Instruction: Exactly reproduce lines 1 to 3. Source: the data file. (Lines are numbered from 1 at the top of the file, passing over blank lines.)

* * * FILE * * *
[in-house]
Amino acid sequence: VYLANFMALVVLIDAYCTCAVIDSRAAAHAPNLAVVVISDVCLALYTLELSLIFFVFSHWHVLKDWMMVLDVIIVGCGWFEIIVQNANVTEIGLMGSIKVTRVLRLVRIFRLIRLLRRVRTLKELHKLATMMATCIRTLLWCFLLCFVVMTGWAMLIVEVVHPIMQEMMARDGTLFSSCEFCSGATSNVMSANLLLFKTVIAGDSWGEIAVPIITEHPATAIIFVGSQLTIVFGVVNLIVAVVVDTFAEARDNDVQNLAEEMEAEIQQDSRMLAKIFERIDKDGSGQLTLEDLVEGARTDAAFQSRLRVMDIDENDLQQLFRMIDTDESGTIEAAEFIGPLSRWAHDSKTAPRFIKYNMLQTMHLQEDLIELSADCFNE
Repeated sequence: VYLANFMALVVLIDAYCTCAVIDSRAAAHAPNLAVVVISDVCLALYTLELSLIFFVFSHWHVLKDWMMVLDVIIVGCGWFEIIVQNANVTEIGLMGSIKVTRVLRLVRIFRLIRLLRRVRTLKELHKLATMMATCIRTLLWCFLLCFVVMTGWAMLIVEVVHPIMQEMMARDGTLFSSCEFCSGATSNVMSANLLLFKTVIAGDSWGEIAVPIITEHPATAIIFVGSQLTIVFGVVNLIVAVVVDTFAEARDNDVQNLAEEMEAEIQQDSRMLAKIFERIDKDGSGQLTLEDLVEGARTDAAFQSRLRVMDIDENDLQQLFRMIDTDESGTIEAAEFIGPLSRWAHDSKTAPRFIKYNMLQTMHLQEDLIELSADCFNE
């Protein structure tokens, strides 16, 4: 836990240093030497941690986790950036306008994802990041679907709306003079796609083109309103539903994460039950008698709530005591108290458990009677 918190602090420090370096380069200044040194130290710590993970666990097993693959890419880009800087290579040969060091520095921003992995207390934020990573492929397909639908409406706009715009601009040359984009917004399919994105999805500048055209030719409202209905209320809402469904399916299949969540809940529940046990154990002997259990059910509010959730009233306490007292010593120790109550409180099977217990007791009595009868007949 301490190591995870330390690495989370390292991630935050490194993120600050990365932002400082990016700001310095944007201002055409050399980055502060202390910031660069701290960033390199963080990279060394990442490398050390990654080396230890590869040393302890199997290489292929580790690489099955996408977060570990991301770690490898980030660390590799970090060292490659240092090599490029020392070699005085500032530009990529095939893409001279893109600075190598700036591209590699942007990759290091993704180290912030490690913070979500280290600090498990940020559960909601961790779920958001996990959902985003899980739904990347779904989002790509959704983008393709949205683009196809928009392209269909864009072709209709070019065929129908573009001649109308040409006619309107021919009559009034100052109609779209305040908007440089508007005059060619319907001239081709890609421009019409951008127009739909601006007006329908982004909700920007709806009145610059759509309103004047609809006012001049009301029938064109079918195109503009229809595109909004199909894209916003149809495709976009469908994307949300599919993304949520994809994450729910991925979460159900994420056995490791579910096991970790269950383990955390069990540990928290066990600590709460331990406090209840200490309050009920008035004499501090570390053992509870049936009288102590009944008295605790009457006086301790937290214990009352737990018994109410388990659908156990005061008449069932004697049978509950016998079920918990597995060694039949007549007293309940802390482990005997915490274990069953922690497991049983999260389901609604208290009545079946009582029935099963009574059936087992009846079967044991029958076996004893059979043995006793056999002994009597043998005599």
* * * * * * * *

[in-house]
Amino acid sequence: VYLANFMALVVLIDAYCTCAVIDSRAAAHAPNLAVVVISDVCLALYTLELSLIFFVFSHWHVLKDWMMVLDVIIVGCGWFEIIVQNANVTEIGLMGSIKVTRVLRLVRIFRLIRLLRRVRTLKELHKLATMMATCIRTLLWCFLLCFVVMTGWAMLIVEVVHPIMQEMMARDGTLFSSCEFCSGATSNVMSANLLLFKTVIAGDSWGEIAVPIITEHPATAIIFVGSQLTIVFGVVNLIVAVVVDTFAEARDNDVQNLAEEMEAEIQQDSRMLAKIFERIDKDGSGQLTLEDLVEGARTDAAFQSRLRVMDIDENDLQQLFRMIDTDESGTIEAAEFIGPLSRWAHDSKTAPRFIKYNMLQTMHLQEDLIELSADCFNE
Repeated sequence: VYLANFMALVVLIDAYCTCAVIDSRAAAHAPNLAVVVISDVCLALYTLELSLIFFVFSHWHVLKDWMMVLDVIIVGCGWFEIIVQNANVTEIGLMGSIKVTRVLRLVRIFRLIRLLRRVRTLKELHKLATMMATCIRTLLWCFLLCFVVMTGWAMLIVEVVHPIMQEMMARDGTLFSSCEFCSGATSNVMSANLLLFKTVIAGDSWGEIAVPIITEHPATAIIFVGSQLTIVFGVVNLIVAVVVDTFAEARDNDVQNLAEEMEAEIQQDSRMLAKIFERIDKDGSGQLTLEDLVEGARTDAAFQSRLRVMDIDENDLQQLFRMIDTDESGTIEAAEFIGPLSRWAHDSKTAPRFIKYNMLQTMHLQEDLIELSADCFNE